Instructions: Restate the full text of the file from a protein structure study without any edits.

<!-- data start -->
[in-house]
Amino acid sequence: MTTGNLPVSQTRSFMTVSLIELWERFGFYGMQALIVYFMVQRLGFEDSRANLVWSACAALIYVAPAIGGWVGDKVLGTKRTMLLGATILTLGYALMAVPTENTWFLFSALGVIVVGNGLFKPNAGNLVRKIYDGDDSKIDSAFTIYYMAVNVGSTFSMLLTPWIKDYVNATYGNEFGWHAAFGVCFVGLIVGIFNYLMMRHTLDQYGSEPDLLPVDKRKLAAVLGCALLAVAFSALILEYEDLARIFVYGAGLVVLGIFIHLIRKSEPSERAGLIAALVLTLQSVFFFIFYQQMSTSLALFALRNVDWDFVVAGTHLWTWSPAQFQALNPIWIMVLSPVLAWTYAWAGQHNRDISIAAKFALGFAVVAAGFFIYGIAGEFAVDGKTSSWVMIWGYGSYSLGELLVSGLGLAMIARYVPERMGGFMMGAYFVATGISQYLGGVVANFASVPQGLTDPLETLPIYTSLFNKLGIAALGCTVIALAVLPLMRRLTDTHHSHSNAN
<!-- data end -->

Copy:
[in-house]
Amino acid sequence: MTTGNLPVSQTRSFMTVSLIELWERFGFYGMQALIVYFMVQRLGFEDSRANLVWSACAALIYVAPAIGGWVGDKVLGTKRTMLLGATILTLGYALMAVPTENTWFLFSALGVIVVGNGLFKPNAGNLVRKIYDGDDSKIDSAFTIYYMAVNVGSTFSMLLTPWIKDYVNATYGNEFGWHAAFGVCFVGLIVGIFNYLMMRHTLDQYGSEPDLLPVDKRKLAAVLGCALLAVAFSALILEYEDLARIFVYGAGLVVLGIFIHLIRKSEPSERAGLIAALVLTLQSVFFFIFYQQMSTSLALFALRNVDWDFVVAGTHLWTWSPAQFQALNPIWIMVLSPVLAWTYAWAGQHNRDISIAAKFALGFAVVAAGFFIYGIAGEFAVDGKTSSWVMIWGYGSYSLGELLVSGLGLAMIARYVPERMGGFMMGAYFVATGISQYLGGVVANFASVPQGLTDPLETLPIYTSLFNKLGIAALGCTVIALAVLPLMRRLTDTHHSHSNAN